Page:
Credit must be protected in a divorce

On Behalf of | May 22, 2020 | Divorce, High-Asset Divorce and Property Division |

A divorced spouse in Texas may find that their credit score has dropped by 50 points or more. However, there’s no separate credit grading category for divorcees that causes this to happen. This change in creditworthiness is usually created by the apportionment of debt after the divorce as well as ramifications on credit accounts.

Post-divorce credit issues can largely be prevented with some forethought and education. It’s important to learn early which credit accounts may be affected by the divorce. These are the trouble spots where one spouse can incur debt in a joint account that both are responsible for paying. The best response is to begin the process of separating accounts, even before the divorce agreement is signed. However, this would require some negotiation and cooperation between the two spouses. This is not always possible, so it may be best to act unilaterally to protect one’s interests.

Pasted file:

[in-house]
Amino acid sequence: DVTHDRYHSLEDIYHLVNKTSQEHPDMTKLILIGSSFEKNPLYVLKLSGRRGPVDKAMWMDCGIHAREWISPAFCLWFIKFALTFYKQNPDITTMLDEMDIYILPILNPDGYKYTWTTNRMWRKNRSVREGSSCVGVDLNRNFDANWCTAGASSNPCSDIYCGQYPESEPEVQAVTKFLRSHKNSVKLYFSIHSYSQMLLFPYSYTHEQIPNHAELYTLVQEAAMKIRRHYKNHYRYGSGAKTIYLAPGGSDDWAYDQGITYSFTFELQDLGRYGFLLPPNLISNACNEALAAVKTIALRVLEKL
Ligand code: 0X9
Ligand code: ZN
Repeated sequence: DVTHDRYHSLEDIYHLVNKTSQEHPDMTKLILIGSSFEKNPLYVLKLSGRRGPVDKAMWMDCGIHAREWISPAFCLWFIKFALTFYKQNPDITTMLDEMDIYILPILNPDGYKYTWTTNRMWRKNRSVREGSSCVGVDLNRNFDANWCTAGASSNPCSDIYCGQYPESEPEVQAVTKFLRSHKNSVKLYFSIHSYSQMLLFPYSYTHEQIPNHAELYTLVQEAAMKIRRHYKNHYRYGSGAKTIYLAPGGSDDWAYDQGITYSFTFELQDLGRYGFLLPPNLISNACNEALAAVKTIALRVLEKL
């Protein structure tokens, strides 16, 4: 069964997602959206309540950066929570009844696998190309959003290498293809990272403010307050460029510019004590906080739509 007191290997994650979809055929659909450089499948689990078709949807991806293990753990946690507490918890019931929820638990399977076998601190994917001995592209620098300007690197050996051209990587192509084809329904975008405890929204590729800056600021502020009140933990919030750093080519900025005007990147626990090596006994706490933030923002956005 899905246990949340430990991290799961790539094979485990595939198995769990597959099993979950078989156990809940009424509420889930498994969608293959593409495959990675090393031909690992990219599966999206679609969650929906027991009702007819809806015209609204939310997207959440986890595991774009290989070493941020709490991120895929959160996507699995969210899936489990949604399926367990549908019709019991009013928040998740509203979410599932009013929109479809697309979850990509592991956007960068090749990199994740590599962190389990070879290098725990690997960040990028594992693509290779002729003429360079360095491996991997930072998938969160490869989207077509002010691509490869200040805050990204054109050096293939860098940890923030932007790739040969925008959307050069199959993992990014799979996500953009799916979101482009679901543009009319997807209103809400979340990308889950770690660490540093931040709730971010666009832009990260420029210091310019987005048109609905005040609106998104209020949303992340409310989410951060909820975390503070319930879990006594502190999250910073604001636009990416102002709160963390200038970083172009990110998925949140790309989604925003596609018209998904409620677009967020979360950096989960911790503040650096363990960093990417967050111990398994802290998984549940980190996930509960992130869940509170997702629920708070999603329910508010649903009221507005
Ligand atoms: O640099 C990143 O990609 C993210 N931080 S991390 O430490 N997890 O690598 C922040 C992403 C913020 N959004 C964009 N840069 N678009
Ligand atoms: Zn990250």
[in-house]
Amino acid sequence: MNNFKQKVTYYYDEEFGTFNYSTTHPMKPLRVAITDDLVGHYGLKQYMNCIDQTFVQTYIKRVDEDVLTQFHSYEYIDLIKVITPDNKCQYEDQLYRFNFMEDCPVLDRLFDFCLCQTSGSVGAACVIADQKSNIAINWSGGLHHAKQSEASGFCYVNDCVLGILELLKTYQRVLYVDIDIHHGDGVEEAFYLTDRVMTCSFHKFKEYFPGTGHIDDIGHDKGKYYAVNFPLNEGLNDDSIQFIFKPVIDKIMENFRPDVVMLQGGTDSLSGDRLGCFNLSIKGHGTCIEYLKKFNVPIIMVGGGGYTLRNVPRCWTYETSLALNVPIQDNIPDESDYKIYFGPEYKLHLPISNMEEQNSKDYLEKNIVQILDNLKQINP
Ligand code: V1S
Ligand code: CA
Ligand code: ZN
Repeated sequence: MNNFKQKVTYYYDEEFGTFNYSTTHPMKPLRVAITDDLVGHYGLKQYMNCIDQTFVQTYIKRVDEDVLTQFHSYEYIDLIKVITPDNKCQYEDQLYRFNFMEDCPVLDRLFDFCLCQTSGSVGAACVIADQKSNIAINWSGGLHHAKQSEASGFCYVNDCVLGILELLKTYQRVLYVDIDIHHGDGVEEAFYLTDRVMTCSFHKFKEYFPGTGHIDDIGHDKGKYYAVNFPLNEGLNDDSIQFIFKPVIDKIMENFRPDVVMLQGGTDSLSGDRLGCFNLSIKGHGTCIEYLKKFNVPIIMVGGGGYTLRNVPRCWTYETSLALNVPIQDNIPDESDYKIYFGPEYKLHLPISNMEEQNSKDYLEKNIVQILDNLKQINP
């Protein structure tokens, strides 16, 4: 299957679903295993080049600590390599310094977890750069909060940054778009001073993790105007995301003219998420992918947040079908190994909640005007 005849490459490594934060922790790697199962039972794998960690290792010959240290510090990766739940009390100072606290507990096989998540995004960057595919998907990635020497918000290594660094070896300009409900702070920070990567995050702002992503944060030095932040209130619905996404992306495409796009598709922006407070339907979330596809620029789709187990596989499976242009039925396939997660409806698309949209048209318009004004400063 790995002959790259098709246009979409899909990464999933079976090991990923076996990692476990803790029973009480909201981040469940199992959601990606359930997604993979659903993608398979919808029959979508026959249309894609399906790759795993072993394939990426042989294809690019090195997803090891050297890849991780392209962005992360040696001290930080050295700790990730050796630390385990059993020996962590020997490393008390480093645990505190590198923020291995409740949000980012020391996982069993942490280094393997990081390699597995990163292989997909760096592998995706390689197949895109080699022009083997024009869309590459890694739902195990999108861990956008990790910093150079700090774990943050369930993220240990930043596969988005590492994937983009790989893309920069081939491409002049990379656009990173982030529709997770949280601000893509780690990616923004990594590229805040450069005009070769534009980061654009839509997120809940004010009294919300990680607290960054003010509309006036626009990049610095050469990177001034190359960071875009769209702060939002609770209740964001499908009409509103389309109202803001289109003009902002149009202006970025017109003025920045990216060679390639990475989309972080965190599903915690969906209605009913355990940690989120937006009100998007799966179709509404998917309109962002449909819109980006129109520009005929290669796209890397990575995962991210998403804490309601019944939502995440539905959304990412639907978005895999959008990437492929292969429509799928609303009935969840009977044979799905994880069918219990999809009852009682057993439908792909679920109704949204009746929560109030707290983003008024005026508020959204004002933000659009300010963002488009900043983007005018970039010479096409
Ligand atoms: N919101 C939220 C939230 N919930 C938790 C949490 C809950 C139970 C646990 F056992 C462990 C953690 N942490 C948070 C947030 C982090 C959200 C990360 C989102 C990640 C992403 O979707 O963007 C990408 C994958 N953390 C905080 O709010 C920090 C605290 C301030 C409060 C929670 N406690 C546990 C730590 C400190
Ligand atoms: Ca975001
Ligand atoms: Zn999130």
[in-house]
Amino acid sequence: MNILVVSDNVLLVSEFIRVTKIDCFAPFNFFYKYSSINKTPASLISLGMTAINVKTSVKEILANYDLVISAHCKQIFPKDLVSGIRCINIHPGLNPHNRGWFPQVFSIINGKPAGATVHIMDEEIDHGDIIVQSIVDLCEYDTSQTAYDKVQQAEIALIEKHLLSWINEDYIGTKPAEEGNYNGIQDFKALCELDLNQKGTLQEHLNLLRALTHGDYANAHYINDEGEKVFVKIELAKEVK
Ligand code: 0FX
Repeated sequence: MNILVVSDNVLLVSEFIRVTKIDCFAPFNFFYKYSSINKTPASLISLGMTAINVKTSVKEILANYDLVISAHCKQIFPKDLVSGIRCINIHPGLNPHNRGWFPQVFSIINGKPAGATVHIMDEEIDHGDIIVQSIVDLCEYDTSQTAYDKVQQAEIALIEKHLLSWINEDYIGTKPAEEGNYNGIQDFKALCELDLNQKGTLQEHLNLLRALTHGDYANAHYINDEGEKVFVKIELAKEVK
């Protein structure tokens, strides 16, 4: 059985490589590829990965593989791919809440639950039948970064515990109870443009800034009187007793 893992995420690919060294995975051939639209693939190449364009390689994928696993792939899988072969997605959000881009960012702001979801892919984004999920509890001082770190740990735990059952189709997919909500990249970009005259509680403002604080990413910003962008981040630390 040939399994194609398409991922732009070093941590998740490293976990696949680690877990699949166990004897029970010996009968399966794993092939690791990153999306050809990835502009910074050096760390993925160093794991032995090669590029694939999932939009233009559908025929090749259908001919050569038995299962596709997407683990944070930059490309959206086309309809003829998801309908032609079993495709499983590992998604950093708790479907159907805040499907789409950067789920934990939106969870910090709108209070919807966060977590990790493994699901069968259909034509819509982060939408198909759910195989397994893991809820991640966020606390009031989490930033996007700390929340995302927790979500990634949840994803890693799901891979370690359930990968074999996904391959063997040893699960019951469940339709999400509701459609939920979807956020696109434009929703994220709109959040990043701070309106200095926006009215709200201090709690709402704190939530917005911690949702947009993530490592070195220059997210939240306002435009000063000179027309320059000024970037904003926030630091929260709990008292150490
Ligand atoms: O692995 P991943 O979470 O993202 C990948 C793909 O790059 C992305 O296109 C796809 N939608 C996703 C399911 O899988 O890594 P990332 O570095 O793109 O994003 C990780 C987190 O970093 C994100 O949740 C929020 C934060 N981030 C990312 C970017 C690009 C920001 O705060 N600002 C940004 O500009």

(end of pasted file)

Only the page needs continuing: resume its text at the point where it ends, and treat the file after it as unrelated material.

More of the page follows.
It’s also helpful to communicate with creditors during this time. While this may not alleviate the responsibility to pay off the debt, it can lead to forbearance that can preserve a credit score. As a last resort, one should consider placing a freeze on their credit if they’re worried that the other spouse may open up new accounts in their name that can wreck their credit.

In a high-asset divorce, debt may be even more of an issue because the couple could have numerous debts that go along with their property. A divorce attorney could protect a client’s financial interests and make sure that they are in the best position possible after the separation. Legal counsel could negotiate a divorce agreement that hopefully results in a manageable debt load.